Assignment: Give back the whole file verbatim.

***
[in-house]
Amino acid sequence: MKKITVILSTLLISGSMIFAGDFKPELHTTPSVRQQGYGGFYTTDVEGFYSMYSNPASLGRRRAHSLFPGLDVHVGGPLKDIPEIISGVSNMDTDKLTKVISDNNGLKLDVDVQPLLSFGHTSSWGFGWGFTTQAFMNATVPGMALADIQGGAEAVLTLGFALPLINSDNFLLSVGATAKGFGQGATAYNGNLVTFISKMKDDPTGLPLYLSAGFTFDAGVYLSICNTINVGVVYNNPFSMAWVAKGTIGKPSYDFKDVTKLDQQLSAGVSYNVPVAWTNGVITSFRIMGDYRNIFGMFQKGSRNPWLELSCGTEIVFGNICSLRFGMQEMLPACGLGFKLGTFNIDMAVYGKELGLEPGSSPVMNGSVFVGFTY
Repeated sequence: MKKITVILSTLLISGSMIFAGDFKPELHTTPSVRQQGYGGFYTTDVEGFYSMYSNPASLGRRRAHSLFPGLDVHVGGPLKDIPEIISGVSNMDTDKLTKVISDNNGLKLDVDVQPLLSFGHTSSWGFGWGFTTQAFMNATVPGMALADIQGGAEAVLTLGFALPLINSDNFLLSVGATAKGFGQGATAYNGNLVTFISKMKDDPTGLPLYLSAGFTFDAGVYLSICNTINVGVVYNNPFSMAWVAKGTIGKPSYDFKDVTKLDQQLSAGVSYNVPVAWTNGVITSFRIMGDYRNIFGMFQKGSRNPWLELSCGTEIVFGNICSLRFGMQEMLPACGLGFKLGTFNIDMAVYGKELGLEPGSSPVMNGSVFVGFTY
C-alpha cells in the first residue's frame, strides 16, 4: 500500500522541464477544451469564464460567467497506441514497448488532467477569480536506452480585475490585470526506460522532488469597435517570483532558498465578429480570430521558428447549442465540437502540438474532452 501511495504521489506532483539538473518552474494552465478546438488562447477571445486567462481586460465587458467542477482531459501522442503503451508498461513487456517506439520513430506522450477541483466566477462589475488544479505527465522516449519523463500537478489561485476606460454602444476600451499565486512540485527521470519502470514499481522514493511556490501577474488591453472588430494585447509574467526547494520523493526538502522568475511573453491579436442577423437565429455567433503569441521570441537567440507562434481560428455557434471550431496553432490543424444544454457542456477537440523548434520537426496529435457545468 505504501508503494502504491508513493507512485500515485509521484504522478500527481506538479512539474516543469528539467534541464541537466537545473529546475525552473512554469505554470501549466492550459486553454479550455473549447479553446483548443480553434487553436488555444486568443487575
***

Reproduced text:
[in-house]
Amino acid sequence: MKKITVILSTLLISGSMIFAGDFKPELHTTPSVRQQGYGGFYTTDVEGFYSMYSNPASLGRRRAHSLFPGLDVHVGGPLKDIPEIISGVSNMDTDKLTKVISDNNGLKLDVDVQPLLSFGHTSSWGFGWGFTTQAFMNATVPGMALADIQGGAEAVLTLGFALPLINSDNFLLSVGATAKGFGQGATAYNGNLVTFISKMKDDPTGLPLYLSAGFTFDAGVYLSICNTINVGVVYNNPFSMAWVAKGTIGKPSYDFKDVTKLDQQLSAGVSYNVPVAWTNGVITSFRIMGDYRNIFGMFQKGSRNPWLELSCGTEIVFGNICSLRFGMQEMLPACGLGFKLGTFNIDMAVYGKELGLEPGSSPVMNGSVFVGFTY
Repeated sequence: MKKITVILSTLLISGSMIFAGDFKPELHTTPSVRQQGYGGFYTTDVEGFYSMYSNPASLGRRRAHSLFPGLDVHVGGPLKDIPEIISGVSNMDTDKLTKVISDNNGLKLDVDVQPLLSFGHTSSWGFGWGFTTQAFMNATVPGMALADIQGGAEAVLTLGFALPLINSDNFLLSVGATAKGFGQGATAYNGNLVTFISKMKDDPTGLPLYLSAGFTFDAGVYLSICNTINVGVVYNNPFSMAWVAKGTIGKPSYDFKDVTKLDQQLSAGVSYNVPVAWTNGVITSFRIMGDYRNIFGMFQKGSRNPWLELSCGTEIVFGNICSLRFGMQEMLPACGLGFKLGTFNIDMAVYGKELGLEPGSSPVMNGSVFVGFTY
C-alpha cells in the first residue's frame, strides 16, 4: 500500500522541464477544451469564464460567467497506441514497448488532467477569480536506452480585475490585470526506460522532488469597435517570483532558498465578429480570430521558428447549442465540437502540438474532452 501511495504521489506532483539538473518552474494552465478546438488562447477571445486567462481586460465587458467542477482531459501522442503503451508498461513487456517506439520513430506522450477541483466566477462589475488544479505527465522516449519523463500537478489561485476606460454602444476600451499565486512540485527521470519502470514499481522514493511556490501577474488591453472588430494585447509574467526547494520523493526538502522568475511573453491579436442577423437565429455567433503569441521570441537567440507562434481560428455557434471550431496553432490543424444544454457542456477537440523548434520537426496529435457545468 505504501508503494502504491508513493507512485500515485509521484504522478500527481506538479512539474516543469528539467534541464541537466537545473529546475525552473512554469505554470501549466492550459486553454479550455473549447479553446483548443480553434487553436488555444486568443487575